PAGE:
Rethinking Peace in Japan

Peace studies isn’t a phrase that gets bandied about much in U.S. media, especially when it comes to remembering the past. For Americans, remembrance of the Second World War in particular is an opportunity to hail the bravery of the greatest generation, and to celebrate the leadership of the United States in bringing about peace and stability in the aftermath of global conflict. 

It’s a sharp contrast to how war is remembered in Japan. In Hiroshima, for instance, the municipal government continues to build on its tradition of preparing “peace studies notebooks” at the elementary, middle, and high school levels which all students are required to study each year. The curriculum at the youngest level ensures that children are able to identify personally with the victims of the nuclear bomb and focus on developing empathy for those who perished and those who still suffer from the trauma of war. The program then builds on that ability to connect with the past by expanding into the history of the war, and to discuss the unique role that Hiroshima has as the world’s first city to be struck by a nuclear bomb to ensure that history does not repeat itself. There are still about 160,000 people nationwide who continue to receive nuclear bombing victims’ compensation from the Japanese government, with about 70,000 living in the Hiroshima area. No U.S. funding has been offered to compensate for the victims. 

Yet even in Hiroshima, which is so immersed in the anti-nuclear movement and so strongly committed to being ground zero of peace studies, the fact that Japan is facing increasing security threats beyond its borders has not been lost. In the high school curriculum of peace studies, for example, the textbook delves into assessing the latest efforts to denuclearize North Korea, and the role of international consensus in ensuring non-proliferation.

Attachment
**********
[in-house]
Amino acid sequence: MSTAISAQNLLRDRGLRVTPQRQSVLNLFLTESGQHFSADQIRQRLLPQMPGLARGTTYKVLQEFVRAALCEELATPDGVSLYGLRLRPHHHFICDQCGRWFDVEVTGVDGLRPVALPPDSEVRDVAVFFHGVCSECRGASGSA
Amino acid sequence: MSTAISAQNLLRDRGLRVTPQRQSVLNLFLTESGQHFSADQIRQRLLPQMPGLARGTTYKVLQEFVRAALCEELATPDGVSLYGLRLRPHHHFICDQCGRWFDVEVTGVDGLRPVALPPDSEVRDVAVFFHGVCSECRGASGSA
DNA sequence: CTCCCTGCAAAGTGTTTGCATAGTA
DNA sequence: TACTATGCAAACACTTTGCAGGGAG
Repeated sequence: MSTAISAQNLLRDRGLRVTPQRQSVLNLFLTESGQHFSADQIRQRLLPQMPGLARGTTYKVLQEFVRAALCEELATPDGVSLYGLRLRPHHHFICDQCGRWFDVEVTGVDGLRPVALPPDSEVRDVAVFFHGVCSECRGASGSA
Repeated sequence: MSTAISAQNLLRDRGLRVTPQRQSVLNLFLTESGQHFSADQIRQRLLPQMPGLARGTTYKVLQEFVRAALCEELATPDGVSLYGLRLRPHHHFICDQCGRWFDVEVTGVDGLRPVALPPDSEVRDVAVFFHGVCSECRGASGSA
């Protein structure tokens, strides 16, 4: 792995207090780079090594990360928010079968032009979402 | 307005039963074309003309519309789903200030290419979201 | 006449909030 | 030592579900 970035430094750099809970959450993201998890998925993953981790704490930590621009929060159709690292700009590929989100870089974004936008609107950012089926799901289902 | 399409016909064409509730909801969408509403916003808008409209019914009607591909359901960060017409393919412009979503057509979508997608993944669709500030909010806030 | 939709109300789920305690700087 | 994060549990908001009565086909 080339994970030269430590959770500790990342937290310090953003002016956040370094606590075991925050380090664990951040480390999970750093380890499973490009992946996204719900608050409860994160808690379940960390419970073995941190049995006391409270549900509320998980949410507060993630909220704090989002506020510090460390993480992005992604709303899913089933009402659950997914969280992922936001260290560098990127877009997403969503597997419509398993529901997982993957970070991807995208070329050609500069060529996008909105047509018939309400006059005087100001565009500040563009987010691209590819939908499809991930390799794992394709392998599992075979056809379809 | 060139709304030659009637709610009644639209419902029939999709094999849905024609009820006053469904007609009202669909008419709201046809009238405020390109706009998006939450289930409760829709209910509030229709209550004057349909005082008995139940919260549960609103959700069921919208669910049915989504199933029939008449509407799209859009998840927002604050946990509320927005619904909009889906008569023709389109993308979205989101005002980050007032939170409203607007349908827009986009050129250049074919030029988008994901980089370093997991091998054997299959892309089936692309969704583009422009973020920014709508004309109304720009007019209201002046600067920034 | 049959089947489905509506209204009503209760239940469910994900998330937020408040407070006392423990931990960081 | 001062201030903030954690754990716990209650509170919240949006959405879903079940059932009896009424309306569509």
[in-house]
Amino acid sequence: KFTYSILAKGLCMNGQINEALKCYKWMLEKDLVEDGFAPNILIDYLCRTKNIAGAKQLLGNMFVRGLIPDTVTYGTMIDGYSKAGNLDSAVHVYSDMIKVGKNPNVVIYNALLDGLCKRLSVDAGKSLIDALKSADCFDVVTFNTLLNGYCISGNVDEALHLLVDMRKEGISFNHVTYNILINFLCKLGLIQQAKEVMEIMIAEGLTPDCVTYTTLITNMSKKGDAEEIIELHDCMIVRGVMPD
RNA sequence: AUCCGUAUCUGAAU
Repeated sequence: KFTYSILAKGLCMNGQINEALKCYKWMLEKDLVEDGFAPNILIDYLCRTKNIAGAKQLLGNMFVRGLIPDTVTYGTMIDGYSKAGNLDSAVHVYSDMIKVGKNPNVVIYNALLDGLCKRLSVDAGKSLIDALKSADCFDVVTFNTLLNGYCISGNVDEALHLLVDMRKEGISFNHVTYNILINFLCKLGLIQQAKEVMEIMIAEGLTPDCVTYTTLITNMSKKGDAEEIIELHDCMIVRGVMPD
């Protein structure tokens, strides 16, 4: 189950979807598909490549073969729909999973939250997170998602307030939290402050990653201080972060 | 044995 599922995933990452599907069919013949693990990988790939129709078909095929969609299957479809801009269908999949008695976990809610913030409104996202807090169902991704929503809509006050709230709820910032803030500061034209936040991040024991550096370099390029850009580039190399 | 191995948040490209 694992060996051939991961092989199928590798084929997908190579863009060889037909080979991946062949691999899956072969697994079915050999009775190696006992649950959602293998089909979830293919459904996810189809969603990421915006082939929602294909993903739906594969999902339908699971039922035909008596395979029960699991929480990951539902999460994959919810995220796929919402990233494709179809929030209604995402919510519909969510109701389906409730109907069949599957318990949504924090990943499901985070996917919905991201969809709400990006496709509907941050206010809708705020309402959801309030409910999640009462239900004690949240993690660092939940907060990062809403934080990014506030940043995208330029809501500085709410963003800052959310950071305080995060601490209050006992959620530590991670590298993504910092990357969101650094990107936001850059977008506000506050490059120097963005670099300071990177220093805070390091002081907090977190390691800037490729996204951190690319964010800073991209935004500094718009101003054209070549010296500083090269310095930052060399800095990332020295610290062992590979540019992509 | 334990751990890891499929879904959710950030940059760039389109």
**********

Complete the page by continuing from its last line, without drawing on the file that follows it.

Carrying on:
Granted, Japanese appetite for the country to become a nuclear power itself in light of growing regional threats remains incredibly weak. At the same time, there is growing recognition that 73 years since the end of World War II, the regional and international realities facing Japan have changed significantly. Certainly, the fact that the number of Hiroshima and Nagasaki survivors, and survivors of the war in general, is falling rapidly is weighing heavily on those committed to promoting Japan as a leader of pacifism. 

The fact that Japan will have a new sovereign next year as Emperor Akihito steps down to make way for his son, Crown Prince Naruhito, will also lead to a shift in how Japan regards its own history and its role in the world. As the son of Emperor Hirohito, Akihito has been saddled with the burden of personifying Japan’s aggressive historical legacy. Yet within Japan, the emperor has come to be greatly respected during his 30-year reign for his contrition, as he made a point of traveling to countries that had suffered under brutal Japanese occupation and to apologize for the aggressions of the Imperial Army, unlike most Japanese political leaders. Akihito did not shy away from that role in his latest speech to commemorate the war dead  this year on August 15, when his father formally declared that Japan had surrendered to the United States, by stating it was important to reflect on the wrongs done as well as the suffering during the war. 

As the number of first-hand witnesses of war die out on the one hand and the external threats to Japanese security increase, a shift away from staunch pacifism may be inevitable. The fact that Prime Minister Abe has stepped up efforts to amend the constitution once again this month is certainly a reflection of those changing realities. At the same time, however, without Japan stepping up efforts to educate and reflect on its aggressions across Asia, Tokyo risks the danger of only adding to regional instability, rather than securing continued peace. 

Image: picturepartners / Shutterstock.com

Follow Shihoko Goto, senior associate for Northeast Asia, on Twitter @GotoEastAsia.

The views expressed are the author's alone, and do not represent the views of the U.S. Government or the Wilson Center. Copyright 2018, Asia Program. All rights reserved.